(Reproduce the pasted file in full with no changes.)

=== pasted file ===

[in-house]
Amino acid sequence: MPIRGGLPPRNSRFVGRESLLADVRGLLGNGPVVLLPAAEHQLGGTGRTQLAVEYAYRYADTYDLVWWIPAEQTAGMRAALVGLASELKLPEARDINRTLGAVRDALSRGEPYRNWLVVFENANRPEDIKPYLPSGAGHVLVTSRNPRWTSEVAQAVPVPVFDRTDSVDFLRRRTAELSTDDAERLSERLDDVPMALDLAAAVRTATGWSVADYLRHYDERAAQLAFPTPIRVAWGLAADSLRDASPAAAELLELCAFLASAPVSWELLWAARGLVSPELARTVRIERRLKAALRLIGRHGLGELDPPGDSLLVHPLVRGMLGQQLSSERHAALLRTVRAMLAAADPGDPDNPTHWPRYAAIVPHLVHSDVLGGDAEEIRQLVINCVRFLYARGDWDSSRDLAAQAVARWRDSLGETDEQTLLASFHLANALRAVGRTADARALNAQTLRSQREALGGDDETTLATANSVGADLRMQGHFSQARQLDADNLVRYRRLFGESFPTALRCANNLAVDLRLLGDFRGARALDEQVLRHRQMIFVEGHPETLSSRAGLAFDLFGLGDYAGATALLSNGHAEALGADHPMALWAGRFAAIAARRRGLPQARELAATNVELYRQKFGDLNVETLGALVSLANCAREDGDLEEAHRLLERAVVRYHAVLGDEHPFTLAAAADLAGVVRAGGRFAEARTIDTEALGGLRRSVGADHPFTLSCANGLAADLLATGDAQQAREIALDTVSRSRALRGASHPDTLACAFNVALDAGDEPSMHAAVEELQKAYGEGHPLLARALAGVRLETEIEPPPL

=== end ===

[in-house]
Amino acid sequence: MPIRGGLPPRNSRFVGRESLLADVRGLLGNGPVVLLPAAEHQLGGTGRTQLAVEYAYRYADTYDLVWWIPAEQTAGMRAALVGLASELKLPEARDINRTLGAVRDALSRGEPYRNWLVVFENANRPEDIKPYLPSGAGHVLVTSRNPRWTSEVAQAVPVPVFDRTDSVDFLRRRTAELSTDDAERLSERLDDVPMALDLAAAVRTATGWSVADYLRHYDERAAQLAFPTPIRVAWGLAADSLRDASPAAAELLELCAFLASAPVSWELLWAARGLVSPELARTVRIERRLKAALRLIGRHGLGELDPPGDSLLVHPLVRGMLGQQLSSERHAALLRTVRAMLAAADPGDPDNPTHWPRYAAIVPHLVHSDVLGGDAEEIRQLVINCVRFLYARGDWDSSRDLAAQAVARWRDSLGETDEQTLLASFHLANALRAVGRTADARALNAQTLRSQREALGGDDETTLATANSVGADLRMQGHFSQARQLDADNLVRYRRLFGESFPTALRCANNLAVDLRLLGDFRGARALDEQVLRHRQMIFVEGHPETLSSRAGLAFDLFGLGDYAGATALLSNGHAEALGADHPMALWAGRFAAIAARRRGLPQARELAATNVELYRQKFGDLNVETLGALVSLANCAREDGDLEEAHRLLERAVVRYHAVLGDEHPFTLAAAADLAGVVRAGGRFAEARTIDTEALGGLRRSVGADHPFTLSCANGLAADLLATGDAQQAREIALDTVSRSRALRGASHPDTLACAFNVALDAGDEPSMHAAVEELQKAYGEGHPLLARALAGVRLETEIEPPPL